dimanche, août 29, 2010

My Merdeka Thoughts


My precious bird nest ferns and our flag

Merdeka will be here soon as we can see in the neighbourhood - and pretty much around the country. This is our Jalur Gemilang flying in the wind in our garden doing double duty for our household and our wonderful neighbours - Cikgu Rahim and Cikgu Ani. And those are my precious bird nest ferns which you will see in abundance around our little garden.

Now, while I do not subscribe to the notion that my homeland is merely 53 years old, Merdeka is just as good a time as any to celebrate the coming of age of our nation. First let me explain my earlier statement. For me, my home - which we now call Malaysia, has been in existance millions of years ago when the tectonic plates moved to severe Australia from the continents. A 400 year colonial rule does not obliterate this reality and history. It is however, part and parcel of our country, as necessary to the story as any other part.


My homeland witnessed the birth of the oldest rainforest in the world.


And the most beautiful coral seas surrounding our shores.

The peninsula saw the movement of people to and fro the Kra Ithmus from the ancient cities Langkasuka to Gangga Nagara. Settlements began to fill out at the mouth of major rivers, sea-masters braved the pirate infested seas to seek new territories.

...and bewitched Ptolemy to call it Aurea Chernosese.

At the end of the 16th century after the fall of Melaka, copies of the ancient manuscript Sulalat us-Salatin or Sejarah Melayu began to appear. And the pantun was a unique feature of the highly stylised Malay literature. In no other form of poetry that a relationship between the metaphor and the reality is so intricately woven.

Exotic.

In the 18th and 19th centuries, if not earlier, the peninsular was called Tanah Melayu or Malaya for obvious reasons. There is a song that brings a threatening tear when I listen to it. It goes...

Sungguh gemilang negeriku
Yang ku puja
Oh! Tanah Melayu
Di serata dunia
Harum semerbak
Namamu oh! Malaysia...

Intrigue was bound during this era, especially in the tin rich land of Perak. The Wikipedia's account of it is the mildest and full of diplomacy,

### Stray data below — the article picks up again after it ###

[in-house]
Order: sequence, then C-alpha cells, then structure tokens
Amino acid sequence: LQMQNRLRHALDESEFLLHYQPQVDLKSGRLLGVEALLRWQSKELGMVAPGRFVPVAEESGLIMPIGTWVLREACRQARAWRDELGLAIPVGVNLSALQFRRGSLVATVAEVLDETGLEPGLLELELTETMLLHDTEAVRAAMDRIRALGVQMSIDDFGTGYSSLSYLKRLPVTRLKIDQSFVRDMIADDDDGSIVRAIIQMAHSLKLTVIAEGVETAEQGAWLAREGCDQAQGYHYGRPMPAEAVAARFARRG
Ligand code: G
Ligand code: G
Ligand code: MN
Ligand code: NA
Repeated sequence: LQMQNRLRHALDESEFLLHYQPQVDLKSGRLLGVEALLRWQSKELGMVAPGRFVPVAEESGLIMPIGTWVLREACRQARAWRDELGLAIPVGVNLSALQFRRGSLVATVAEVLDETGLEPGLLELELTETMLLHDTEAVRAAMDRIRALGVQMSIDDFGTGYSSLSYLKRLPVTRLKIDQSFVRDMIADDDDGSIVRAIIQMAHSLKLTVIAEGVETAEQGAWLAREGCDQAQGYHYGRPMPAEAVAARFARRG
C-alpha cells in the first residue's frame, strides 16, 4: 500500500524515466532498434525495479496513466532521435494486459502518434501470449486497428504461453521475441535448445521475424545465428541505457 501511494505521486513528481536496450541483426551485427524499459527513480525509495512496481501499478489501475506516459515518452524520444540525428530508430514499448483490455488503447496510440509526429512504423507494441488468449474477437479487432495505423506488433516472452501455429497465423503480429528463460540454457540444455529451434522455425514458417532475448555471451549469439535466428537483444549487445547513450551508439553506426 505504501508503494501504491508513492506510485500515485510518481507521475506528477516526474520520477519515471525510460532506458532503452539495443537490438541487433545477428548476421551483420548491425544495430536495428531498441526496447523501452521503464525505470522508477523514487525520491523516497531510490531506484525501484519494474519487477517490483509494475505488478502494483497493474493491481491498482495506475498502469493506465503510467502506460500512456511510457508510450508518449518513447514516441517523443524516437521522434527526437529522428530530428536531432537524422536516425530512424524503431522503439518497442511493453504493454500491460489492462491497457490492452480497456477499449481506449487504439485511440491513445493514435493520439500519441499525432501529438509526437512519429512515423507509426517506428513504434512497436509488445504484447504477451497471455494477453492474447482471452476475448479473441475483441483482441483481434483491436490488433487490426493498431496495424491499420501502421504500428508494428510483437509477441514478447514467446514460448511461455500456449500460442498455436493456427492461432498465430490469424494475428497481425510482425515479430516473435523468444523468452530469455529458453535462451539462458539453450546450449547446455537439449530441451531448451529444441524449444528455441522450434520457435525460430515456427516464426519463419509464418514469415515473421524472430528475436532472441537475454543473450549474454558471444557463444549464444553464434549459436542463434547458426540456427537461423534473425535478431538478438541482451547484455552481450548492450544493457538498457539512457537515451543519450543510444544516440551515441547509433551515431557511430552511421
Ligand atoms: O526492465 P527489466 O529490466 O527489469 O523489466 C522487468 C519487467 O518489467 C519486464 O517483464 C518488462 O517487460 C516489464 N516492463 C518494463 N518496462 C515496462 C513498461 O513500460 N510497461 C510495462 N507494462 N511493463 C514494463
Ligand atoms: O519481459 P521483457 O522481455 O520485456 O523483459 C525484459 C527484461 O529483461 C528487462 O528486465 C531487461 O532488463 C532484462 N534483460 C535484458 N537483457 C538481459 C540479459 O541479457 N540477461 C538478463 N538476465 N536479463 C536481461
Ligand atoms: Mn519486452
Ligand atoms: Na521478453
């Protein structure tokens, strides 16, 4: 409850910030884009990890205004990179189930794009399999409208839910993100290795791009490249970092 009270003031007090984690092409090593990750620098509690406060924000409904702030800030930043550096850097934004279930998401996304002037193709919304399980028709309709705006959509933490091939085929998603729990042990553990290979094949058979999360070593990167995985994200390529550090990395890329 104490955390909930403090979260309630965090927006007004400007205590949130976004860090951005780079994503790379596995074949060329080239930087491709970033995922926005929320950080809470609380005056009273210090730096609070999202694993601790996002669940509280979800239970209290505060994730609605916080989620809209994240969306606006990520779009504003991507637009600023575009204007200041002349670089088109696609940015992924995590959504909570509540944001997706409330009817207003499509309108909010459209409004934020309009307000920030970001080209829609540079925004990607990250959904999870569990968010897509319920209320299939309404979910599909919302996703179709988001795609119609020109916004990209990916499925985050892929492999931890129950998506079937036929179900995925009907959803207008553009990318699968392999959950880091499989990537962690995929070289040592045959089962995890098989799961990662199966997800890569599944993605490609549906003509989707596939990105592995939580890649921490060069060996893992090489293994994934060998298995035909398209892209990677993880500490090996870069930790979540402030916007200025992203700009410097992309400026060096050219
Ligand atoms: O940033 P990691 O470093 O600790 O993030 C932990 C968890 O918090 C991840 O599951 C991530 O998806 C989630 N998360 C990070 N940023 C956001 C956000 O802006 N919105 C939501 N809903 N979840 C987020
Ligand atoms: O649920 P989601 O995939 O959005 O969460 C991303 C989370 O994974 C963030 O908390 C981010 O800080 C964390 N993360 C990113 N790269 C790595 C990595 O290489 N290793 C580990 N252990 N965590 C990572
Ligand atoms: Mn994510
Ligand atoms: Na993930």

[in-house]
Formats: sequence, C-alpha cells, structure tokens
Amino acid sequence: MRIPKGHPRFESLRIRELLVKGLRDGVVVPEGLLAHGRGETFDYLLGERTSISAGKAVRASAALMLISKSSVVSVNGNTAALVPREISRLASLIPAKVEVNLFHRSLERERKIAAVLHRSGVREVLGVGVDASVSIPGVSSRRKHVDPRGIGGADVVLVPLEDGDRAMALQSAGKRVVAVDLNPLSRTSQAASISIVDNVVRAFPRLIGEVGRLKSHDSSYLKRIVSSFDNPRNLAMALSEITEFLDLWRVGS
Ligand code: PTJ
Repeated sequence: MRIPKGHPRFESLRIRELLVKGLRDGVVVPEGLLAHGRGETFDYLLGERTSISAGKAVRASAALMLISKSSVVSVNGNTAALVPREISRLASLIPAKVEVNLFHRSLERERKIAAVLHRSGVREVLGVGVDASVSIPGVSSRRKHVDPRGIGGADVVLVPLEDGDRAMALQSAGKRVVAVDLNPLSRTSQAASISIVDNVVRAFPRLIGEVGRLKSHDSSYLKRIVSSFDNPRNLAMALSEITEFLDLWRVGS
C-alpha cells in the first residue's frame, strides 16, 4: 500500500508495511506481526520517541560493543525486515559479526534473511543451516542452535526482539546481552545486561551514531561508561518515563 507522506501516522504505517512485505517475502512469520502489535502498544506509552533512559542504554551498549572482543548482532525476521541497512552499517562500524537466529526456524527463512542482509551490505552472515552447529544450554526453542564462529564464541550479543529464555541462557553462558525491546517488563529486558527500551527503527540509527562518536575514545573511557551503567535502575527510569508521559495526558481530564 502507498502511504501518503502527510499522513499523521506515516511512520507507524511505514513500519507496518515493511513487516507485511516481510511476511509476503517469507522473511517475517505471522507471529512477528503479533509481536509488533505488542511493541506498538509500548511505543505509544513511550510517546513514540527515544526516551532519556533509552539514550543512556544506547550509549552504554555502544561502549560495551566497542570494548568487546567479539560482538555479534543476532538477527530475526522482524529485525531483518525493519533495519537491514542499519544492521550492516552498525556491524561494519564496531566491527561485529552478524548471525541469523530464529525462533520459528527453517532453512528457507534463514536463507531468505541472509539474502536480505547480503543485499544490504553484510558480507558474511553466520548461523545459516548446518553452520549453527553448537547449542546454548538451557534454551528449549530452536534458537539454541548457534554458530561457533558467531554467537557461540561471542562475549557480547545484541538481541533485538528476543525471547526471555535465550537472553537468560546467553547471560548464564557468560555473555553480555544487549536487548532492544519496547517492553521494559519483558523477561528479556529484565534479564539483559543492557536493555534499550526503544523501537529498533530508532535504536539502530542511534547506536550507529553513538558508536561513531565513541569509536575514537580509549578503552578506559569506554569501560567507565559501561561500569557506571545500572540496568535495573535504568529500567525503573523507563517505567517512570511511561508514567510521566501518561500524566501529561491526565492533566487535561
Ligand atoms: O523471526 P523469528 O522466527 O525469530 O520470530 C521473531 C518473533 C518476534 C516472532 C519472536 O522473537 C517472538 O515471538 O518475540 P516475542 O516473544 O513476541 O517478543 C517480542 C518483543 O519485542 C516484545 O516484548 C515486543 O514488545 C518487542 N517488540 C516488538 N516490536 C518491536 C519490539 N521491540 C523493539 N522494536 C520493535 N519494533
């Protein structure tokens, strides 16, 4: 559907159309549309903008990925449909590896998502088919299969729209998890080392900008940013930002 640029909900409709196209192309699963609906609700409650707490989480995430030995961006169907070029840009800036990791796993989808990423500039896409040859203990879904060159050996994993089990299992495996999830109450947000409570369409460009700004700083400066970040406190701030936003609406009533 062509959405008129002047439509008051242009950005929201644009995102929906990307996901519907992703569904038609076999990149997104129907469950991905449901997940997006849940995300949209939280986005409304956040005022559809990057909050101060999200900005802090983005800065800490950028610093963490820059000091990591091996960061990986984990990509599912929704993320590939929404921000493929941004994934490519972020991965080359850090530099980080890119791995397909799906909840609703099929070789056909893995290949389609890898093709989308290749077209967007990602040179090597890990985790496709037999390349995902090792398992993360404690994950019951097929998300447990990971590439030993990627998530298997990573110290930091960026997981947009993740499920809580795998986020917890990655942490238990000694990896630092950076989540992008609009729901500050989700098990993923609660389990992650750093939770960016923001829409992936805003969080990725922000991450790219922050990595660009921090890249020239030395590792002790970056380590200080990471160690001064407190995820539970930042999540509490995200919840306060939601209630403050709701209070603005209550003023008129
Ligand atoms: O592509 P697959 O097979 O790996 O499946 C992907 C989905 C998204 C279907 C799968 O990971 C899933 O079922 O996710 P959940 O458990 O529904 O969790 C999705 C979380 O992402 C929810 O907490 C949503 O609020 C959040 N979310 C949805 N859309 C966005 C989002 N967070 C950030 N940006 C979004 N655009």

"By the terms of the Pangkor Treaty, the Resident was an adviser whose decision were binding in all matters except for custom or religion. The first Resident had been murdered in 1874, precipitating a war that left nearly all high-rankingMalay officials either dead or in exile. Low's appointment marked a return to civil authority.
"

The intrigue, for now, can wait. It suits the purpose of my story to relate that the then Sultan of Perak, Sultan Abdullah was exiled to Seychelles. Described in Seychelles as a most Universal of Man, the Sultan mastered French, Creole and English. His favourite tune among others included a classic 18th century chanson de Francais - La Rosalie composed by Pierre Jean de Beranger. It has now been established that this is the origin of our national anthem Negaraku.The story here.

Back to Sultan Abdullah. The Sultan travelled to England and certainly, it is not too farfetched to deduce that he visited France. This was in the 1880s. Victor Hugo, himself a political exile during the reign of Napolean III, championed the cause of many and constantly took up cases with the government of Queen Victoria.

And now I come to the matter of the pantoum. The Larousse Encyclopedique says:
Pantoum ou Pantoun, n, m, (mot malais), Poeme a forme fixe, emprunte par les romantiques aa la poesie malaise - Encycl.. Le antoum fut introduit dans notre poesie par V Hugo (Orientaales) et Th Gautier, et epris par Baudelaire(Harmonie du soir), Banvillee, Leconte de Lisle...

In short,it says that the pantun was introduced into the french poetry by Victor Hugo and Theophile Gautier. However, Victor Hugo was already aware of the pantun form in the 1830s. Nevertheless, in the 1880s there was a surge of interest in the pantoum and translations of original Malay pantuns into French.

Sultan Abdullah was a cultured Universal Man of presence and style who appreciated music and poetry. Victor Hugo was the French poet, playwright, novelist, essayist, visual artist, statesman, human rights activist and exponent of the Romantic movement in France. I can imagine HRH and Victor Hugo together with their many friends and associates having political and cultural discussions including exchanging pantun at the end of a chilly winter evening. Such as this...

Les papillons jouent alentour sur leurs ailes;
Ils volent ver la mer, pres de la chaine des rochers
Mon coeur s'est senti malade dans ma poitrine
Depuis mes premiers jours jusqu'a a l'heure presente


---------------------------------------------------------------------------------